Hutchings faces the bullet as Tomkins pledges quick inquiry

Pressure mounts on conglomerate's chief executive over allegations of improper use of company assets
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When David Newlands, the former finance director of GEC, was brought in over the summer as chairman of Tomkins, he knew there were some corporate governance concerns about Greg Hutchings, the chief executive who had built and run the company since 1983.

When David Newlands, the former finance director of GEC, was brought in over the summer as chairman of Tomkins, he knew there were some corporate governance concerns about Greg Hutchings, the chief executive who had built and run the company since 1983.

Over the weekend, the seriousness of the questions surrounding Mr Hutchings became clear. It is alleged that he put his wife and housekeeper on the company payroll. It is also alleged that Tomkins made large donations to a charity run by a friend of Mr Hutchings.

There are also questions about two London flats and four corporate jets owned by Tomkins and whether these have been for the personal use of Mr Hutchings.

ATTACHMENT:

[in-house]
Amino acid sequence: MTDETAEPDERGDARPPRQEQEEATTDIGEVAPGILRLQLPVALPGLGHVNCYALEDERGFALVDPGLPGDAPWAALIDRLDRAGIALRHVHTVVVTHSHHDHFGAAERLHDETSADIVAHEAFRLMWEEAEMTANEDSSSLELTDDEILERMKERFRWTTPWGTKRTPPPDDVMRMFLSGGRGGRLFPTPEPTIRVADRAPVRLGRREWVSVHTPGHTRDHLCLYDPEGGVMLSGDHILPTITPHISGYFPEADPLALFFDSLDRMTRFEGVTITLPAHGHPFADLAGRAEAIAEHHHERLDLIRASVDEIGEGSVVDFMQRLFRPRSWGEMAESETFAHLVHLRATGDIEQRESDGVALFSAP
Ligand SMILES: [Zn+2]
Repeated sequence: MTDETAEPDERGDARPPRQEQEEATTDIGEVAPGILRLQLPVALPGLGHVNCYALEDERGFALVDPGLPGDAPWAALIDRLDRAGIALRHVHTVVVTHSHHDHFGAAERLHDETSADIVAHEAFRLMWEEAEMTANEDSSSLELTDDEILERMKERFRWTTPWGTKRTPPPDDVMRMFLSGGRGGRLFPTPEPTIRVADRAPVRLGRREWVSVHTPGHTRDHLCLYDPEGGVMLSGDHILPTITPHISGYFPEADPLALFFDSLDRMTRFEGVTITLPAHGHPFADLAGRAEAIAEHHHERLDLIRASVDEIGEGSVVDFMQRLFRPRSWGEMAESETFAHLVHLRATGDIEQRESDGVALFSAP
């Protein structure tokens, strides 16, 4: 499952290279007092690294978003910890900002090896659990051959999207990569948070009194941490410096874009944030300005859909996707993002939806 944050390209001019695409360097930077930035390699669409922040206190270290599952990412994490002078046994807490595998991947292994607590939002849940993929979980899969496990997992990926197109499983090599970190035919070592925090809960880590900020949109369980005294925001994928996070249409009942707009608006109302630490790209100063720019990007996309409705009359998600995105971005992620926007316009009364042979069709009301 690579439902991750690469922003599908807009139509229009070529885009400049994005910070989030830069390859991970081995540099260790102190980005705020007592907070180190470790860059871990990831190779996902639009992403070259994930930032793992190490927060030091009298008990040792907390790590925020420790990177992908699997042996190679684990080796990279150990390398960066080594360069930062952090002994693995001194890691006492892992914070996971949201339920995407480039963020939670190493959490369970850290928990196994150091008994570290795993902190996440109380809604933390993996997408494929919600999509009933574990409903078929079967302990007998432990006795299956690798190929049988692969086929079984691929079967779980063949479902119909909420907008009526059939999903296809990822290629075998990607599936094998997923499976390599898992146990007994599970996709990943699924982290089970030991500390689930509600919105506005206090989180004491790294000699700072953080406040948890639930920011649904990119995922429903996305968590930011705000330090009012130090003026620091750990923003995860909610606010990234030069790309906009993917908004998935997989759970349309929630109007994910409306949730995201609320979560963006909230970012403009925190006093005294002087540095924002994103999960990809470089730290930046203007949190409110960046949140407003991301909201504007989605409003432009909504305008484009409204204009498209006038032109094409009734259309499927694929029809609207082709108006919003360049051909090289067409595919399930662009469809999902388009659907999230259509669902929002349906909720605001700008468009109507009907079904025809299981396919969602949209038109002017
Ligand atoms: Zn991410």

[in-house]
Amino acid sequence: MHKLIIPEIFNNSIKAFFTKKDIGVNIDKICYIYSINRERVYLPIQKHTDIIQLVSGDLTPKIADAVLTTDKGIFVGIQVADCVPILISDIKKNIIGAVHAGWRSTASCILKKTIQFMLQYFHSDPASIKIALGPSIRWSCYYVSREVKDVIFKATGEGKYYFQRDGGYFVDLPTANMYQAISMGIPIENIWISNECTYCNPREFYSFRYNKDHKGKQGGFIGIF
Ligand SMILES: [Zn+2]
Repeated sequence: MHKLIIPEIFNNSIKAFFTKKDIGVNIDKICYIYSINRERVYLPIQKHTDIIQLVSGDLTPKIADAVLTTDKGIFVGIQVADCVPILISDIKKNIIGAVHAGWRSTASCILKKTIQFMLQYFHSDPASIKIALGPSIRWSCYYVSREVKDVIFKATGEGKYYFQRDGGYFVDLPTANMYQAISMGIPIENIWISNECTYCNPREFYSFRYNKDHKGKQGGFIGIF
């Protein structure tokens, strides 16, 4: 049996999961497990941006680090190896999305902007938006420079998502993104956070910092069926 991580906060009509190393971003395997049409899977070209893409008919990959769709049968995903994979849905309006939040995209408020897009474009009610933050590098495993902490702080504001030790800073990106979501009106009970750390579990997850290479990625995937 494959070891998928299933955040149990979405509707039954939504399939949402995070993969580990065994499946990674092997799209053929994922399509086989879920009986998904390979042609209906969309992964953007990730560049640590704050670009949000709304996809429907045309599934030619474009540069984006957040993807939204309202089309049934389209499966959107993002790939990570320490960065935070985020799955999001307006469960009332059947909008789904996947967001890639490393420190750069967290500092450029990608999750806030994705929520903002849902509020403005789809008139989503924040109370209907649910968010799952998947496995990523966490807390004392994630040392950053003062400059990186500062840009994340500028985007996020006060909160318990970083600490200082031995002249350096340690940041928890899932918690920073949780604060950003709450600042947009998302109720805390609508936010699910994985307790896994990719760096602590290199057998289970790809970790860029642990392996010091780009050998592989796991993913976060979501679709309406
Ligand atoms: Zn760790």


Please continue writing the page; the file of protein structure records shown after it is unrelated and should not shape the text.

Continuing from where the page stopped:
Yesterday, Tomkins confirmed that it had appointed Arthur Andersen, the accountants, to investigate the matter.

"Following recent press speculation and allegations relating to certain board practices at Tomkins, the chairman, David Newlands, can confirm that a full review of both historical and current practices is now underway. This review will be completed as soon as possible," the company said.

The charge is that Mr Hutchings has been putting some of the company's assets to personal use. If so, there may be tax implications - benefits in kind need to be declared to the Inland Revenue.

But Tomkins insiders claim that certain shareholders and one individual are waging a personal vendetta against Mr Hutchings. The affair was ignited at last month's annual meeting, where representatives from one shareholder, JO Hambro Capital Management, asked whether the company owned the planes and flats.

At the event, Mr Hutchings appeared to side-step the issue and implied that it did not. Immediately after the AGM, he had to admit that they did indeed belong to Tomkins.

Mr Hutchings had only recently had his wings clipped. Under pressure from investors, Mr Hutchings was forced in July this year to give up the chairmanship of Tomkins, which he had added to his chief executive role in 1996. Sir Brian Pitman was also appointed a non-executive director to bolster the credibility of the board.

If Tomkins and Mr Hutchings have become synonymous, it is because he created the sprawling conglomerate out of a small Midlands maker of belt buckles and screws.

Greg Hutchings was an acquisitions supremo at the all-conquering Hanson, the archetypal conglomerate, before he arrived at Tomkins in 1983 as chief executive. Once there, he launched it on a buying spree that would see it grow big enough to enter the FTSE 100 index in 1992. By 1998 it was worth over £4bn.